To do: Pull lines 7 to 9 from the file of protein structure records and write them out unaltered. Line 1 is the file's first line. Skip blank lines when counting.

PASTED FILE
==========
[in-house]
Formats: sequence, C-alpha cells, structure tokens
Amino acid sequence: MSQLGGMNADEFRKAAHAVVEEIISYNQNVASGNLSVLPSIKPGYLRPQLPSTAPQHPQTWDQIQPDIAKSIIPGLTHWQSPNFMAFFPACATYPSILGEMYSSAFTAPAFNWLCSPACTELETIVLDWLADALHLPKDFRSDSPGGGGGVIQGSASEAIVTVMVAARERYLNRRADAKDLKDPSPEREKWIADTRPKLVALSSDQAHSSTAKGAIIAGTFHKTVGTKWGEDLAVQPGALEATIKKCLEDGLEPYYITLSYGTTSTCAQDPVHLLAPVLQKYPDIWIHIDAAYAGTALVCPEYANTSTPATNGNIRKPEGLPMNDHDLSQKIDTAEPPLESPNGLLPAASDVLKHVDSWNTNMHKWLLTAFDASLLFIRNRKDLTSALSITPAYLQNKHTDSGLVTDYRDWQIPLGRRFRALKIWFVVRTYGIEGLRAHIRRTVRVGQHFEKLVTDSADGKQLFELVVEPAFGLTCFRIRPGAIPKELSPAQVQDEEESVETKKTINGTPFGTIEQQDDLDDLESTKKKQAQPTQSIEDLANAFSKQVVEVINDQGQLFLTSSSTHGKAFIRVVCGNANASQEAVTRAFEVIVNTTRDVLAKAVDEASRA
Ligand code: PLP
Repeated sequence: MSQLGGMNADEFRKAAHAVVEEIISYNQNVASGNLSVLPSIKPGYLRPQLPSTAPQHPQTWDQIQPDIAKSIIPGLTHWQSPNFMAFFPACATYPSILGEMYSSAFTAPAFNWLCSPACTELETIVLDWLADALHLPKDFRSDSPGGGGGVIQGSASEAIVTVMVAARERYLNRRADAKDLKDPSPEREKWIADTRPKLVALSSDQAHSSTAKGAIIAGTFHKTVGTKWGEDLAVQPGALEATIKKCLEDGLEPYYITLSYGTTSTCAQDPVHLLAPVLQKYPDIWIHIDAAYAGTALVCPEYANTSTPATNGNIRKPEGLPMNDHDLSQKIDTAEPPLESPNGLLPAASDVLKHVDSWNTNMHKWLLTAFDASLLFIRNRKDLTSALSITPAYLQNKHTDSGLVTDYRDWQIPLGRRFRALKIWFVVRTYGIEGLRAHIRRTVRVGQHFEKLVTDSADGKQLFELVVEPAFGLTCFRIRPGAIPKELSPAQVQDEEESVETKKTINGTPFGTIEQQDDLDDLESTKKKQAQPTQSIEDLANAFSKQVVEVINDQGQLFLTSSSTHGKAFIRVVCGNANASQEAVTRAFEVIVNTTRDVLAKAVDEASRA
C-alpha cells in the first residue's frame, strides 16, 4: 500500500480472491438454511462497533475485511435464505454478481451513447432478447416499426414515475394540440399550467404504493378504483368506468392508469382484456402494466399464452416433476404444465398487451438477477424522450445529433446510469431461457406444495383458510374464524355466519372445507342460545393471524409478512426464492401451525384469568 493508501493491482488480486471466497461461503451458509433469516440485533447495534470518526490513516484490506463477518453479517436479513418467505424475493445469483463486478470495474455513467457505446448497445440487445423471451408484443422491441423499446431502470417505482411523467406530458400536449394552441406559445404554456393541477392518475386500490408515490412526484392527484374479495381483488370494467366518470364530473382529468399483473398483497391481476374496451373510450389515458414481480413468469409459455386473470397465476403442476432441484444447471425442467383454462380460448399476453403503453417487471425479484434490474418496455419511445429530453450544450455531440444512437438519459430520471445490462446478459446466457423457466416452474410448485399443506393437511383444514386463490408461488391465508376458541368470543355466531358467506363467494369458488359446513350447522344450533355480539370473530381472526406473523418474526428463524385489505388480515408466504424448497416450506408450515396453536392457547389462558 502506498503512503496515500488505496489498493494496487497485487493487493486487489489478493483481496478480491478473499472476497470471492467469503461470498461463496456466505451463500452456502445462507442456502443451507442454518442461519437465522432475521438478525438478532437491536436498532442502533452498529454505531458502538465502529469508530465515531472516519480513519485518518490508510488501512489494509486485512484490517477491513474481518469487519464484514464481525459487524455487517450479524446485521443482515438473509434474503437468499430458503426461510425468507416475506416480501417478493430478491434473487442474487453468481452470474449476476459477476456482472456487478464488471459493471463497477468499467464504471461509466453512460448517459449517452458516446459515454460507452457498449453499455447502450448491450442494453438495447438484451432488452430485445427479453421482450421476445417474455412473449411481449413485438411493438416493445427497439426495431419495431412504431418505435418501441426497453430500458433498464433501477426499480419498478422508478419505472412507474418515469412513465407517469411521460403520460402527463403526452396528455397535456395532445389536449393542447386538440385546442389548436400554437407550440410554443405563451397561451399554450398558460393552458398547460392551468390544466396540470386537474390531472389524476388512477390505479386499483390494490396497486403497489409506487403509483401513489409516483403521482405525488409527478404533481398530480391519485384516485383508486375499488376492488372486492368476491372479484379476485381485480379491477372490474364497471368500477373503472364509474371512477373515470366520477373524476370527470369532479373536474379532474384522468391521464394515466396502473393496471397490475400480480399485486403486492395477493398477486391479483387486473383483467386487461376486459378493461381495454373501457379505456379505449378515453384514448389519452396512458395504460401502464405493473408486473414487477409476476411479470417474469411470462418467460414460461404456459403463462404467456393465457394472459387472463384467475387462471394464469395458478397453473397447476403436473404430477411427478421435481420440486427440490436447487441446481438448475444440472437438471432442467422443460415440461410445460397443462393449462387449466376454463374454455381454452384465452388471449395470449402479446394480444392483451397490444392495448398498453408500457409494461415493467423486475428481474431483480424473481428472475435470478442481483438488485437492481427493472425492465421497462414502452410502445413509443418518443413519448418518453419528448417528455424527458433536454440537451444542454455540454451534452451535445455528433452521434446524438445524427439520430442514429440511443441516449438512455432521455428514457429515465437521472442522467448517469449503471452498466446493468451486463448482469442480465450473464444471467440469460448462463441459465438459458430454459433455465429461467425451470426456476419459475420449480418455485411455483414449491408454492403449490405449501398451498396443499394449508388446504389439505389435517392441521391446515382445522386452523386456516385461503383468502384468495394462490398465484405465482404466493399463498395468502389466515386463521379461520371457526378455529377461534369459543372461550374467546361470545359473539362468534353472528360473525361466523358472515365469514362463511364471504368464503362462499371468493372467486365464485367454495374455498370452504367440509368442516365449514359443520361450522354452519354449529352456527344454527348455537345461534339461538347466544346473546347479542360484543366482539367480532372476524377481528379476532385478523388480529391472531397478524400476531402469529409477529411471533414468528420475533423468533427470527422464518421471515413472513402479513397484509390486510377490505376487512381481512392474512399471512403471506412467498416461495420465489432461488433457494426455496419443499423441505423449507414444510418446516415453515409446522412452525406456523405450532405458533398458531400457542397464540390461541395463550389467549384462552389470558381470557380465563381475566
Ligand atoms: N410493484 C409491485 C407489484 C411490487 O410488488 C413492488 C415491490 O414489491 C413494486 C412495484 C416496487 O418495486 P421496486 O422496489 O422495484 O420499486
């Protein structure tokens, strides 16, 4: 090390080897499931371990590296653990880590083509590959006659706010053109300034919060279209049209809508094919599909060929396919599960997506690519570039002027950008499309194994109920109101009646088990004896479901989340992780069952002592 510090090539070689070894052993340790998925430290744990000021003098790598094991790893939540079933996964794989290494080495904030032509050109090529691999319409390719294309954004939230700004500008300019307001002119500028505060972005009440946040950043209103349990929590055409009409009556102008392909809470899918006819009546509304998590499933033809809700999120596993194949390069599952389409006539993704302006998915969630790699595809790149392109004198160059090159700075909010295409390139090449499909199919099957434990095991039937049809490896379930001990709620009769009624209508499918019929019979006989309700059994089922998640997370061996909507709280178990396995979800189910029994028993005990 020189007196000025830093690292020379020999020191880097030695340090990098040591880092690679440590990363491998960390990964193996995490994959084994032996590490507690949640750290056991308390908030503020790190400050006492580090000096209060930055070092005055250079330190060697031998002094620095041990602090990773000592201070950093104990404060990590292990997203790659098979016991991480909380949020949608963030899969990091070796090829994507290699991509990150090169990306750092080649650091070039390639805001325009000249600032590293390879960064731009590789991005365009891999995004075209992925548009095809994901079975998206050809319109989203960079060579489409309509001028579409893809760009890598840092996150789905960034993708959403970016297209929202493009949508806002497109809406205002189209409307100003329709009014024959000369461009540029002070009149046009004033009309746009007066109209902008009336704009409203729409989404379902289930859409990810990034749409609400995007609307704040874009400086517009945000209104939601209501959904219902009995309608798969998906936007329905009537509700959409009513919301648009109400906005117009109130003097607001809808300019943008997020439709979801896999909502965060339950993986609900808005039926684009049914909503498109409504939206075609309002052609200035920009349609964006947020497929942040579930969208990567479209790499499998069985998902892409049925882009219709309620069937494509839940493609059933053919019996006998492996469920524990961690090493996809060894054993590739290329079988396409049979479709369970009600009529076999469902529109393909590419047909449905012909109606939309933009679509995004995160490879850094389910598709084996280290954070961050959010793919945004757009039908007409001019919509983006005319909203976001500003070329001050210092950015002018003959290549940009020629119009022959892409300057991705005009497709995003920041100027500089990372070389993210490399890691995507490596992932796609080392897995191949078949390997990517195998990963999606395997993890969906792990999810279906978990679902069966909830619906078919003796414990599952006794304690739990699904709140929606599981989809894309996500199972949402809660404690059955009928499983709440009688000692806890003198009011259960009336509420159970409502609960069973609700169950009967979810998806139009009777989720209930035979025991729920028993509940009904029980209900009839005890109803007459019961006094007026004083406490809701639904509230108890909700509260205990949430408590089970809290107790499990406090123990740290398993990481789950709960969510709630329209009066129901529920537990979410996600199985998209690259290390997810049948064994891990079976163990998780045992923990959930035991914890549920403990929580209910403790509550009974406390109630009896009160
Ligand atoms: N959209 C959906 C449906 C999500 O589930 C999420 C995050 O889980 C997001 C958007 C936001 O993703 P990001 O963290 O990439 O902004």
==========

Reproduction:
Ligand atoms: N410493484 C409491485 C407489484 C411490487 O410488488 C413492488 C415491490 O414489491 C413494486 C412495484 C416496487 O418495486 P421496486 O422496489 O422495484 O420499486
């Protein structure tokens, strides 16, 4: 090390080897499931371990590296653990880590083509590959006659706010053109300034919060279209049209809508094919599909060929396919599960997506690519570039002027950008499309194994109920109101009646088990004896479901989340992780069952002592 510090090539070689070894052993340790998925430290744990000021003098790598094991790893939540079933996964794989290494080495904030032509050109090529691999319409390719294309954004939230700004500008300019307001002119500028505060972005009440946040950043209103349990929590055409009409009556102008392909809470899918006819009546509304998590499933033809809700999120596993194949390069599952389409006539993704302006998915969630790699595809790149392109004198160059090159700075909010295409390139090449499909199919099957434990095991039937049809490896379930001990709620009769009624209508499918019929019979006989309700059994089922998640997370061996909507709280178990396995979800189910029994028993005990 020189007196000025830093690292020379020999020191880097030695340090990098040591880092690679440590990363491998960390990964193996995490994959084994032996590490507690949640750290056991308390908030503020790190400050006492580090000096209060930055070092005055250079330190060697031998002094620095041990602090990773000592201070950093104990404060990590292990997203790659098979016991991480909380949020949608963030899969990091070796090829994507290699991509990150090169990306750092080649650091070039390639805001325009000249600032590293390879960064731009590789991005365009891999995004075209992925548009095809994901079975998206050809319109989203960079060579489409309509001028579409893809760009890598840092996150789905960034993708959403970016297209929202493009949508806002497109809406205002189209409307100003329709009014024959000369461009540029002070009149046009004033009309746009007066109209902008009336704009409203729409989404379902289930859409990810990034749409609400995007609307704040874009400086517009945000209104939601209501959904219902009995309608798969998906936007329905009537509700959409009513919301648009109400906005117009109130003097607001809808300019943008997020439709979801896999909502965060339950993986609900808005039926684009049914909503498109409504939206075609309002052609200035920009349609964006947020497929942040579930969208990567479209790499499998069985998902892409049925882009219709309620069937494509839940493609059933053919019996006998492996469920524990961690090493996809060894054993590739290329079988396409049979479709369970009600009529076999469902529109393909590419047909449905012909109606939309933009679509995004995160490879850094389910598709084996280290954070961050959010793919945004757009039908007409001019919509983006005319909203976001500003070329001050210092950015002018003959290549940009020629119009022959892409300057991705005009497709995003920041100027500089990372070389993210490399890691995507490596992932796609080392897995191949078949390997990517195998990963999606395997993890969906792990999810279906978990679902069966909830619906078919003796414990599952006794304690739990699904709140929606599981989809894309996500199972949402809660404690059955009928499983709440009688000692806890003198009011259960009336509420159970409502609960069973609700169950009967979810998806139009009777989720209930035979025991729920028993509940009904029980209900009839005890109803007459019961006094007026004083406490809701639904509230108890909700509260205990949430408590089970809290107790499990406090123990740290398993990481789950709960969510709630329209009066129901529920537990979410996600199985998209690259290390997810049948064994891990079976163990998780045992923990959930035991914890549920403990929580209910403790509550009974406390109630009896009160
Ligand atoms: N959209 C959906 C449906 C999500 O589930 C999420 C995050 O889980 C997001 C958007 C936001 O993703 P990001 O963290 O990439 O902004």